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Felixstowe, Britain's biggest box port to double capacity by 2030

HONG KONG's Hutchison-owned Port of Felixstowe, 70 miles north of London, has awarded the lead contract to double its size.

Felixstowe, Britain's biggest box port to double capacity by 2030
02 June 2015 - 20:12

Felixstowe, Britain's biggest box port to double capacity by 2030

HONG KONG's Hutchison-owned Port of Felixstowe, 70 miles north of London, has awarded the lead contract to double its size.

Britain's biggest container port recently awarded the contract to the VSBW consortium, made up Volker Stevin and Boskalis Westminster, which will extend the combined lengths of berths 8 and 9 to 3,018 feet. 

The extension will enable the port to simultaneously berth two 21,000-TEU ships. "We're dredging to 16 metres [52.5 feet]," said Hutchison Ports (UK) finance director Mark Seaman.

The quay is constructed with tubular piles in a design similar to the existing berths 8 and 9.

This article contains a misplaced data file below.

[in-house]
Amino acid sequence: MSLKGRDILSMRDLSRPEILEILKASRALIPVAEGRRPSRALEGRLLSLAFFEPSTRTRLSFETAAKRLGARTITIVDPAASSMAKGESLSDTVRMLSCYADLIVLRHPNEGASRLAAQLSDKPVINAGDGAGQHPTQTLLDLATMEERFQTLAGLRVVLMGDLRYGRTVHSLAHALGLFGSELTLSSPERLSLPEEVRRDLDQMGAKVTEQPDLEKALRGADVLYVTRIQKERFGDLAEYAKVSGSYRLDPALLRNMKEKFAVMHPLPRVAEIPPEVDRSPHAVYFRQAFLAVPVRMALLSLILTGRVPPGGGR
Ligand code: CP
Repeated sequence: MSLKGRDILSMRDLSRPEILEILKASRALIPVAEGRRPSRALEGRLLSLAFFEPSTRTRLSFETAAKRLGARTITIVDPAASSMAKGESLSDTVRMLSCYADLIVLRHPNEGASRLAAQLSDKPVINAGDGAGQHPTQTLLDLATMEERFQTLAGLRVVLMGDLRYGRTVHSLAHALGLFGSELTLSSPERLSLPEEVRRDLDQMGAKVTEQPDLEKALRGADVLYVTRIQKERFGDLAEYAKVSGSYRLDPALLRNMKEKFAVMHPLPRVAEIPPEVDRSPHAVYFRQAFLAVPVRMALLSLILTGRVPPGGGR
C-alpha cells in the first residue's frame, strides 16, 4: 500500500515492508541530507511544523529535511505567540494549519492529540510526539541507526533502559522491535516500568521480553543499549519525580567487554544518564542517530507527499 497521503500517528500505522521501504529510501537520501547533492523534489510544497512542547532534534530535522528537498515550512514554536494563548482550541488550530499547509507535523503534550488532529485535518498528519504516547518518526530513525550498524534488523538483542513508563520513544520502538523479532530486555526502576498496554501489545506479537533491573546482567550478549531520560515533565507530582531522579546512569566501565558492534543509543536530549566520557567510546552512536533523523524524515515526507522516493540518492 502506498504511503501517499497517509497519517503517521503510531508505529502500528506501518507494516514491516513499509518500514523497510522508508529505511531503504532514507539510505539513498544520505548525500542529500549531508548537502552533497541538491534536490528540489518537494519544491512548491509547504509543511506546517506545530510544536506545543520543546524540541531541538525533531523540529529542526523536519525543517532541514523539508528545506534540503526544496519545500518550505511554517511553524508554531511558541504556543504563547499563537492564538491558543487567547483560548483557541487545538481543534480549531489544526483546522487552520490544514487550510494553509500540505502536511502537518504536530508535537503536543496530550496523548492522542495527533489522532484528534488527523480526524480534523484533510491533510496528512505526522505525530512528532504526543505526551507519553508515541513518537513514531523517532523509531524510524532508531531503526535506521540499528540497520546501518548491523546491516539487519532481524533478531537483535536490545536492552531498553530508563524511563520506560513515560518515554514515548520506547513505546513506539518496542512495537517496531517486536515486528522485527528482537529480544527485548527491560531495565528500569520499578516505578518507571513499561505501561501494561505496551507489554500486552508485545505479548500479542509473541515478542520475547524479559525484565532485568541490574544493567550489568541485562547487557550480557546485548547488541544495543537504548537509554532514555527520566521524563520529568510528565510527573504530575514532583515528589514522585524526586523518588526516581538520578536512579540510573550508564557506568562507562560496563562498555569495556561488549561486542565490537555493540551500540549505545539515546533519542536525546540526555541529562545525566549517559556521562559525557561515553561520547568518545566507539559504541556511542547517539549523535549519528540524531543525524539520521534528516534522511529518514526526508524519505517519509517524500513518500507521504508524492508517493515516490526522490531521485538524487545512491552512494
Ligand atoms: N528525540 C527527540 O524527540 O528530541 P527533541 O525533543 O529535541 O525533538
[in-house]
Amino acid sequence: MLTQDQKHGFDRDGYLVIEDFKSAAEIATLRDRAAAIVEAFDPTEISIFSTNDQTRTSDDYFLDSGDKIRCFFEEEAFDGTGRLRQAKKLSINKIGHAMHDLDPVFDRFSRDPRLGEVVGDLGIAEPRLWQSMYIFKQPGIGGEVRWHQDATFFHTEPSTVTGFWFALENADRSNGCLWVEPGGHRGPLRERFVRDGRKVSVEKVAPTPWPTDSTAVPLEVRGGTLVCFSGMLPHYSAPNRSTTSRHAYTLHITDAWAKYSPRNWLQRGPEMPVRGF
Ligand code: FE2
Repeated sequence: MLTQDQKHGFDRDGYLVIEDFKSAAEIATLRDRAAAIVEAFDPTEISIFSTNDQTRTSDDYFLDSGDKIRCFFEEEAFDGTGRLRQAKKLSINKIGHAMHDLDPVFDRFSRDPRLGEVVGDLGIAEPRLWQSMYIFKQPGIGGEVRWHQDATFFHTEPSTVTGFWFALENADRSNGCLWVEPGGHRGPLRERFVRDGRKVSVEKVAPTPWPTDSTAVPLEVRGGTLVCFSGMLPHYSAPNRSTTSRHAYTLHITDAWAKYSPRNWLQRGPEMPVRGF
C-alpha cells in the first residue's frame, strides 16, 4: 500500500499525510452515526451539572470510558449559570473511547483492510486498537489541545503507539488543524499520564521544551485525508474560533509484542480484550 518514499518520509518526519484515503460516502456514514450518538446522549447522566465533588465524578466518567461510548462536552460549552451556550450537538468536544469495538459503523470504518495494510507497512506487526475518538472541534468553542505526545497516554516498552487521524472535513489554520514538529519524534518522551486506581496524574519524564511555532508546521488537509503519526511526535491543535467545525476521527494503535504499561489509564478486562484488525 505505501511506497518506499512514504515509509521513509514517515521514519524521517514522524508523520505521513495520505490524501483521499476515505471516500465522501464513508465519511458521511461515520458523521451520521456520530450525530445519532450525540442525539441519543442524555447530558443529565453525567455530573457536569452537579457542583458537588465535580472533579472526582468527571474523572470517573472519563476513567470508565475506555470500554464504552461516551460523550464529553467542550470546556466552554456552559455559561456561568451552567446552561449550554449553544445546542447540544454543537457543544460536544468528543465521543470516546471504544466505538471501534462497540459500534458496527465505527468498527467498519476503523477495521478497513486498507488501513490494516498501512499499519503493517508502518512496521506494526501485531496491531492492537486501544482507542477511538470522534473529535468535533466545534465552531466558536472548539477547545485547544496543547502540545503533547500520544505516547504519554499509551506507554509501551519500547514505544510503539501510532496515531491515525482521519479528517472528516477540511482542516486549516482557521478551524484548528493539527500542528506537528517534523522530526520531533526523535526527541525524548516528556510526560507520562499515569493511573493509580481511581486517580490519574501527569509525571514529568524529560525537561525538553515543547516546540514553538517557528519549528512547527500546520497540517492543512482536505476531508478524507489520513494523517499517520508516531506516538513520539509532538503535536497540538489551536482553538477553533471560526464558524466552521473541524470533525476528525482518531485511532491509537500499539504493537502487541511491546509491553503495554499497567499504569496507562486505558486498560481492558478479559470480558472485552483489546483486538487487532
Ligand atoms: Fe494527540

"Tubular piles are used because sheet piling would simply not be strong enough for a wall of this size to support the quay structure," said Mr Seaman. The strength of the quay wall allows the berths to be dredged to 59 feet alongside depth.

The first phase development at berths 8 and 9 included 10 twin-lift ship-to-shore cranes from Shanghai's ZPMC, each capable 24 containers across.

When the current expansion is complete, these will be joined by three more same-size ZPMC quay cranes.

"We handled over 4.1 million TEU in 2014," he continued, "which puts us above pre-recession levels. We have over 4,000 ship calls annually, are now at 200 crane moves an hour and service around 33 shipping lines that operate some 90 services to and from 365 ports around the world.

"More and more containers are arriving on mega vessels - the Berth 9 extension will give us greater flexibility to berth the world's largest ships."

Numbers at the port's three rail terminals have also risen. At the newest North terminal, which is capable of loading trains with more than 30 cars, two new rail-mounted gantry cranes began operations in May.

"We have 60 rail transports, 30 arrivals and 30 departures every day across the port," Mr Seaman said. "The North Rail Terminal has nine tracks and trains are moved between them on a traverser, which was the first of its kind at an intermodal terminal in the UK."

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